After nearly a month of no movement from either side, and after a full month of the players being locked out by ownership, the NHL made a significant offer today.
The offer comes in the wake of a controversy yesterday where the survey of an NHL funded focus group run by the slimy and successful Frank Luntz was leaked to the media.
Details of the offer are still coming out it seems, but the most important economic details have been brought to light:
- The offer is a 50-50 split of HRR, as opposed to 57-43 in favour of the players in the last CBA.
- There will be no rollback on current contracts.
- To arrive at a 50-50 split, the value of salaries that goes over 50% of league revenue would be deterred and paid back over the life of the contract. This guarantees that all current NHL contracts are honoured fully.
- Unrestricted free agency would begin at 28 years old, or 8 years of NHL service, as opposed to 27 years old and 7 years under the last CBA.
- Entry level contracts stay the same, locked at 3 years. It was previously reported that they would move to 4 years, but this was incorrect.
- Salary arbitration remains the same, a significant change from the NHL's first offer, in which they wanted to eliminate it.
- Future contracts (non-ELC) would be limited to 5 years.
- One way contracts that are sent to the AHL will now count against the salary cap. This means that the Rangers would have to re-absorb Wade Redden's contract. This cuts down on cap circumvention by wealthy teams, and also gives security to players who sign big deals that they won't be sent to the AHL.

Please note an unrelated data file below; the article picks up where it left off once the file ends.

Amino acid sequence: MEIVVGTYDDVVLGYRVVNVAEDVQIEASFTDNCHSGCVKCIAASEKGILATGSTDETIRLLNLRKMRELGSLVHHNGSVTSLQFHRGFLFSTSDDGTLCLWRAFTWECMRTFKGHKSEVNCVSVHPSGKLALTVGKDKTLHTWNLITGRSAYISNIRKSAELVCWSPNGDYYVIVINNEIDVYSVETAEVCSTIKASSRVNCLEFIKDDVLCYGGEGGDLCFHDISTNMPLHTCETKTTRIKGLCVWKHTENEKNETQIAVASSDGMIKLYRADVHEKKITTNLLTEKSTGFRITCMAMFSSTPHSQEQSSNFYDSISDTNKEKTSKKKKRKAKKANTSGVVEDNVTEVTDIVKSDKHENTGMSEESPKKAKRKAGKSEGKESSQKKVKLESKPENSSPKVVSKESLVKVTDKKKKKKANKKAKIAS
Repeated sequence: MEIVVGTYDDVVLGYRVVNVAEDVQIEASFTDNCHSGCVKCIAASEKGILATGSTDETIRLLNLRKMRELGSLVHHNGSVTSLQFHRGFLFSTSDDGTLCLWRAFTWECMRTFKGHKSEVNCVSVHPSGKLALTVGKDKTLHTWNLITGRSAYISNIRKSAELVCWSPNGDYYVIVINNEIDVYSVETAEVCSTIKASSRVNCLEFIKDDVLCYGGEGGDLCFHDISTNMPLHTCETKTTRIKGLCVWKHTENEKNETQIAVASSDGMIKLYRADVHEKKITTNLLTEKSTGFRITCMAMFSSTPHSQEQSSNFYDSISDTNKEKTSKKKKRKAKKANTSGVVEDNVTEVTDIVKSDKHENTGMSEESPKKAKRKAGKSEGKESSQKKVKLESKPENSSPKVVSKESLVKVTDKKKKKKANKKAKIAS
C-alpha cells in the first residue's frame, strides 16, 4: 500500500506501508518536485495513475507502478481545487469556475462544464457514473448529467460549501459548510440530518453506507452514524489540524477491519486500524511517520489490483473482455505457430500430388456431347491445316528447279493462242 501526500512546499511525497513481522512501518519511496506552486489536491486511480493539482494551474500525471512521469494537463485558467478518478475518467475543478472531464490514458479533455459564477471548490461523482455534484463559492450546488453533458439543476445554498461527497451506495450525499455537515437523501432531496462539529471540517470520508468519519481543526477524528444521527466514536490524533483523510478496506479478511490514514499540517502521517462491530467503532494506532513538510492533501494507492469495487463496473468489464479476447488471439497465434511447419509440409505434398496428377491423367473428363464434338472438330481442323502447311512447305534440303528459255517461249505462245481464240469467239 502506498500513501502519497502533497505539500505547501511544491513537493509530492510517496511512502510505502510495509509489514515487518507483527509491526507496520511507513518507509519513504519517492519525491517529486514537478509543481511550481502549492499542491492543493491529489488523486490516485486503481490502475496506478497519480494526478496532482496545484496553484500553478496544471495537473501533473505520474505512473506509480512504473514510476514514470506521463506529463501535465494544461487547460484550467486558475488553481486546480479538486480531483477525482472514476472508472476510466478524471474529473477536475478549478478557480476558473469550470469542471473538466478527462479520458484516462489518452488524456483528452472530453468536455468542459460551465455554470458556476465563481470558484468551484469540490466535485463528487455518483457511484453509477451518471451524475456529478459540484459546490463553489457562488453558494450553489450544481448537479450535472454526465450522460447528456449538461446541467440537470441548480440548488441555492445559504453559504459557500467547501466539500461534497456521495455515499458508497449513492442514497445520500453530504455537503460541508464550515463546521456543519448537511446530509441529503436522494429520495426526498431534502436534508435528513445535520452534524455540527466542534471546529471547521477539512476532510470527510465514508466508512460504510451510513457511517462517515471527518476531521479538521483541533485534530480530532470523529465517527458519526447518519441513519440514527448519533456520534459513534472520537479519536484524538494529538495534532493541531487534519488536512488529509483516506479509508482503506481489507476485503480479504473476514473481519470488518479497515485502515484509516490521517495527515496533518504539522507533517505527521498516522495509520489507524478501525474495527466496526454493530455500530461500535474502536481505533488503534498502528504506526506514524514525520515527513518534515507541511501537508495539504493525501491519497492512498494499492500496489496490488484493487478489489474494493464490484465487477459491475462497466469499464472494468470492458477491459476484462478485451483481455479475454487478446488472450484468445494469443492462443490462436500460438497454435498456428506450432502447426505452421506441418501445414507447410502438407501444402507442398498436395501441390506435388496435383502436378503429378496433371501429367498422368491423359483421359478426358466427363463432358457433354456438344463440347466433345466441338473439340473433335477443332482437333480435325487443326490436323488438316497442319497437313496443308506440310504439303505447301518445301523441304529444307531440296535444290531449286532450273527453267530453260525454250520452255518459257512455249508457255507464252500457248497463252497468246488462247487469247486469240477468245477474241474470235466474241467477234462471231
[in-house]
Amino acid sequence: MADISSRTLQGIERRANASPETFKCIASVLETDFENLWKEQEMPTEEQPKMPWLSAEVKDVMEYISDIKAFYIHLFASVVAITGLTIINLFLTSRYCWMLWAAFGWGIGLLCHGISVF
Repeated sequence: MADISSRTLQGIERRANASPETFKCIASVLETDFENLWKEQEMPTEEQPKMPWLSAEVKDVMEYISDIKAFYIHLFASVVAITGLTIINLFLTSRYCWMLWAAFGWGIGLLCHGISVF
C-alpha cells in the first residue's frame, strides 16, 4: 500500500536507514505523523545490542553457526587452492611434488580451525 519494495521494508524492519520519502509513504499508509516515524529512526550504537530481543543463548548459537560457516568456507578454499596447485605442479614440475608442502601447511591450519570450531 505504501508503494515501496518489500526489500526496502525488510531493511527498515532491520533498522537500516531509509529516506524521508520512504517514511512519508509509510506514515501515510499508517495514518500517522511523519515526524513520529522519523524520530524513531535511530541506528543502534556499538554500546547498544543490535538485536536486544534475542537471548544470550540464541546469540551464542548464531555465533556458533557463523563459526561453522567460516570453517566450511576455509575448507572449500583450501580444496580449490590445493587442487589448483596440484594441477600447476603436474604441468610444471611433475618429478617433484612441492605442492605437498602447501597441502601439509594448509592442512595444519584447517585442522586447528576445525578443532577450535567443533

- The proposed CBA would be at least 6 years.
- The NHL season would start on November 2nd, and have a condensed schedule that includes all 82 games. The would allow the players to recoup all the salary that has been lost so far due to canceled games.
- Teams will be able to retain salary on traded players. This is something Brian Burke has been suggesting for years.
Gary Bettman spoke at length about the offer today:
Good afternoon, everyone. Bill Daly and I just spent the last hour with Don and Steve Fehr, and I would like to briefly report to you on what was discussed. As I think all of you know we have been extremely disappointed, and that's an understatement, that we've been unable to get these negotiations on the essential elements moving forward. So, today, we began by discussing with Don and Steve that if we were to drop the puck on November 2nd for the start of the regular season, we could preserve an 82-game schedule for the regular season and play full playoffs as we normally do and be done before the end of June.
We very much want to preserve a full 82-game season, and in that light, we made a proposal, an offer, really that is our best shot at preserving an 82-game regular season and playoffs, and this offer that we made obviously was contingent upon having an 82-game regular season. A lot of you know we don't negotiate publicly, and I'm not going to break that habit because I don't think it's constructive. The fact of the matter is, we offered a 50-50 share of HRR, hockey related revenues, and we believe we addressed the concern that players have about what happens to their salaries as a result in this year of reducing the percentage from 57 to 50 percent.